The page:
Google’s highly flexible cluster management technology, called Borg, makes it possible for Google engineers to move service workloads between clusters as needed to take advantage of unused capacity, or other operational considerations. On Google Cloud Platform, our customers have similar flexibility to move their workloads between zones and regions. This means that the mix of services running in any particular cluster changes over time, which can also lead to changing demand for load balancing capacity.

With Maglev, it’s easy to add or remove load balancing capacity, since Maglev is simply another way to use the same servers that are already in the cluster. Recently, the industry has been moving toward Network Function Virtualization (NFV), providing network functionality using ordinary servers. Google has invested a significant amount of effort over a number of years to make NFV work well in our infrastructure. As Maglev shows, NFV makes it easier to add and remove networking capacity, but having the ability to deploy NFV technology also makes it possible to add new networking services without adding new, custom hardware.

How does this benefit you, as a user of GCP? You may recall we were able to scale from zero to one million requests per second with no pre-warming or other provisioning steps. This is possible because Google clusters, via Maglev, are already handling traffic at Google scale. There’s enough headroom available to add another million requests per second without bringing up new Maglevs. It just increases the utilization of the existing Maglevs.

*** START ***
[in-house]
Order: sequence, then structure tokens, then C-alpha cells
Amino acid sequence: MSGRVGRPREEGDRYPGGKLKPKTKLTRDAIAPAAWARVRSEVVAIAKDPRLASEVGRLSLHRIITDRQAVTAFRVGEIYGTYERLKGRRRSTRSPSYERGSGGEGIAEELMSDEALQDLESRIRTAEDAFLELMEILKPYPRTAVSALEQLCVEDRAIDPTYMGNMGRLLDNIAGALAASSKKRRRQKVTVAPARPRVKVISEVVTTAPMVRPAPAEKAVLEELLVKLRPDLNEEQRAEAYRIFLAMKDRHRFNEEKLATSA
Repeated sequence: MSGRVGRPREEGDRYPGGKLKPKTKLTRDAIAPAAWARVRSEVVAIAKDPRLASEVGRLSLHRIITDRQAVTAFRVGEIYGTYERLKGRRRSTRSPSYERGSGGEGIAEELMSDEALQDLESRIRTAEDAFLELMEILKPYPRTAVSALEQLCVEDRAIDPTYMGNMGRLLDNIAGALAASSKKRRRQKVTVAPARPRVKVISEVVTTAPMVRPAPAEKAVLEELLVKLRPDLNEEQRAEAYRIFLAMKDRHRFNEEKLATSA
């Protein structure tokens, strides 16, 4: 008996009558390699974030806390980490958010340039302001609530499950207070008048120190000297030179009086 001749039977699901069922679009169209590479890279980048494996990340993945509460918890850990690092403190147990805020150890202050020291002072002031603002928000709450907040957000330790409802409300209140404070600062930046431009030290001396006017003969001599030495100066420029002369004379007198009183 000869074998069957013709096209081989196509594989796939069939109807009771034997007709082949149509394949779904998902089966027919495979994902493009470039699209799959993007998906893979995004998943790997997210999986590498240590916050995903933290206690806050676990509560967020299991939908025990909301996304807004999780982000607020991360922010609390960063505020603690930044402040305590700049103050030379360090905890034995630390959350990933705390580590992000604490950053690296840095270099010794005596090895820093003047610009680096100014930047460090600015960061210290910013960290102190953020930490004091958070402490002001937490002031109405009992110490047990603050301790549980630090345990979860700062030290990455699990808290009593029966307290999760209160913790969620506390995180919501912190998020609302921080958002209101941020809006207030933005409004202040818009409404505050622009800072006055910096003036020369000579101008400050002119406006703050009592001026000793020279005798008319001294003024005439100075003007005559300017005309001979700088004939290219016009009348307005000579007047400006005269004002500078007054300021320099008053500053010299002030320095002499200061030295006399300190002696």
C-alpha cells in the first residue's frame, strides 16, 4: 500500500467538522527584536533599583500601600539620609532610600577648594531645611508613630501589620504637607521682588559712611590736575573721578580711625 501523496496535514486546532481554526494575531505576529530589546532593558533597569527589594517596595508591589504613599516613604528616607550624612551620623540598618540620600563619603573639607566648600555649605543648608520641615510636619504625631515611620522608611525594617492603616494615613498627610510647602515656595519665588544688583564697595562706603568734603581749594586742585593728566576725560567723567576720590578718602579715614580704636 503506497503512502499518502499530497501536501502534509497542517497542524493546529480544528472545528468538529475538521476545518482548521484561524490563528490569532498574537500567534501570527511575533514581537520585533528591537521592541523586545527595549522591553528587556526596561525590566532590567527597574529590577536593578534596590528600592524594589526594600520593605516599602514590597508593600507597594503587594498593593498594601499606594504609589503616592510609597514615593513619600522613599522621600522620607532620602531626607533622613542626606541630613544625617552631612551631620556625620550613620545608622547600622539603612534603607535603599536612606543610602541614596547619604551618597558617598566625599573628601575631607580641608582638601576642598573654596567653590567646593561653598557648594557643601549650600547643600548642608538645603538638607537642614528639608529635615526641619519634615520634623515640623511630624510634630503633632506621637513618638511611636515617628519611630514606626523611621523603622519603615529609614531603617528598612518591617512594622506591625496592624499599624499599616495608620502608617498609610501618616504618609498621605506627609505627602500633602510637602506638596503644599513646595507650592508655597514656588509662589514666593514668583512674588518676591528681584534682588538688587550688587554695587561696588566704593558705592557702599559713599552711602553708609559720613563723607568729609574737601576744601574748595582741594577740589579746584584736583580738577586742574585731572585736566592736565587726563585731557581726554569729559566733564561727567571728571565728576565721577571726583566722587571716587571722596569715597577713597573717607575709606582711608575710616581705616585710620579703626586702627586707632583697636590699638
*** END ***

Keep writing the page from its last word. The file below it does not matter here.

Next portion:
Of course, when utilization of the Maglevs exceeds a threshold, more Maglevs are needed. Since the Maglevs are deployed on the same server hardware that’s already present in the cluster, it’s easy for us to add that capacity. As a developer on Cloud Platform, you don’t need to worry about load balancing capacity. Google’s Maglevs, and our team of Site Reliability Engineers who manage them, have that covered for you. You can focus on building an awesome experience for your users, knowing that when your traffic ramps up, we’ve got your back.

Posted by Daniel E. Eisenbud, Technical Lead, Maglev and Paul Newson, Developer Advocate (Maglev fan)